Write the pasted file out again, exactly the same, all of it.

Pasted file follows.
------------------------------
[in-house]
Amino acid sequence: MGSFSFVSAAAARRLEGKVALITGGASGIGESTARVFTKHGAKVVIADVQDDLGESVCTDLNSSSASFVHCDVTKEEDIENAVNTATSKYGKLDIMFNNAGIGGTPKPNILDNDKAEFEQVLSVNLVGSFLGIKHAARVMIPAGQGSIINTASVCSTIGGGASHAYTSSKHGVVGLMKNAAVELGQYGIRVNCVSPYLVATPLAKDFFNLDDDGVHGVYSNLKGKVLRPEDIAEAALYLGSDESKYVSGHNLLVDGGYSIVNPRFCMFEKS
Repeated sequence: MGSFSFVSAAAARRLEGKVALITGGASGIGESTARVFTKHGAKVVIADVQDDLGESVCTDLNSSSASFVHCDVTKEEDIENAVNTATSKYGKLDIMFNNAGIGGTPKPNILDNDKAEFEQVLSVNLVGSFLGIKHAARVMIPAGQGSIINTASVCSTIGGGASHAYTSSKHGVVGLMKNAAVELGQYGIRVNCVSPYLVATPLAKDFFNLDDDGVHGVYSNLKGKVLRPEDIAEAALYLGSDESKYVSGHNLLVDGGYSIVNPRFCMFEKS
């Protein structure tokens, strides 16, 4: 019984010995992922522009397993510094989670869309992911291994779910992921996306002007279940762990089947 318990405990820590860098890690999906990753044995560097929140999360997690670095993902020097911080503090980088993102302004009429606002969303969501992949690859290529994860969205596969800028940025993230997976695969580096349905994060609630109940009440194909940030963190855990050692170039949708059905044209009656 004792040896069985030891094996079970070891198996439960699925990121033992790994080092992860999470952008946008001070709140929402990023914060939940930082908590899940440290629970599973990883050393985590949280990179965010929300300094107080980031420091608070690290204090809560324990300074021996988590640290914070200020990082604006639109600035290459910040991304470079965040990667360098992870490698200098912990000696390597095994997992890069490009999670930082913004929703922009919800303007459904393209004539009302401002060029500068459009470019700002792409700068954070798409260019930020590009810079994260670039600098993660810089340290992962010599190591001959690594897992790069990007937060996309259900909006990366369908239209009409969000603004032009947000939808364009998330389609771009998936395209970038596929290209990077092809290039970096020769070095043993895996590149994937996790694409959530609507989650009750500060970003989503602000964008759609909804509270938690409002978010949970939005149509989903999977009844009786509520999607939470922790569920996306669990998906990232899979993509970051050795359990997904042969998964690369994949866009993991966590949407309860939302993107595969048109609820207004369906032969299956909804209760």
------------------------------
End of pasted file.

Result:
[in-house]
Amino acid sequence: MGSFSFVSAAAARRLEGKVALITGGASGIGESTARVFTKHGAKVVIADVQDDLGESVCTDLNSSSASFVHCDVTKEEDIENAVNTATSKYGKLDIMFNNAGIGGTPKPNILDNDKAEFEQVLSVNLVGSFLGIKHAARVMIPAGQGSIINTASVCSTIGGGASHAYTSSKHGVVGLMKNAAVELGQYGIRVNCVSPYLVATPLAKDFFNLDDDGVHGVYSNLKGKVLRPEDIAEAALYLGSDESKYVSGHNLLVDGGYSIVNPRFCMFEKS
Repeated sequence: MGSFSFVSAAAARRLEGKVALITGGASGIGESTARVFTKHGAKVVIADVQDDLGESVCTDLNSSSASFVHCDVTKEEDIENAVNTATSKYGKLDIMFNNAGIGGTPKPNILDNDKAEFEQVLSVNLVGSFLGIKHAARVMIPAGQGSIINTASVCSTIGGGASHAYTSSKHGVVGLMKNAAVELGQYGIRVNCVSPYLVATPLAKDFFNLDDDGVHGVYSNLKGKVLRPEDIAEAALYLGSDESKYVSGHNLLVDGGYSIVNPRFCMFEKS
């Protein structure tokens, strides 16, 4: 019984010995992922522009397993510094989670869309992911291994779910992921996306002007279940762990089947 318990405990820590860098890690999906990753044995560097929140999360997690670095993902020097911080503090980088993102302004009429606002969303969501992949690859290529994860969205596969800028940025993230997976695969580096349905994060609630109940009440194909940030963190855990050692170039949708059905044209009656 004792040896069985030891094996079970070891198996439960699925990121033992790994080092992860999470952008946008001070709140929402990023914060939940930082908590899940440290629970599973990883050393985590949280990179965010929300300094107080980031420091608070690290204090809560324990300074021996988590640290914070200020990082604006639109600035290459910040991304470079965040990667360098992870490698200098912990000696390597095994997992890069490009999670930082913004929703922009919800303007459904393209004539009302401002060029500068459009470019700002792409700068954070798409260019930020590009810079994260670039600098993660810089340290992962010599190591001959690594897992790069990007937060996309259900909006990366369908239209009409969000603004032009947000939808364009998330389609771009998936395209970038596929290209990077092809290039970096020769070095043993895996590149994937996790694409959530609507989650009750500060970003989503602000964008759609909804509270938690409002978010949970939005149509989903999977009844009786509520999607939470922790569920996306669990998906990232899979993509970051050795359990997904042969998964690369994949866009993991966590949407309860939302993107595969048109609820207004369906032969299956909804209760």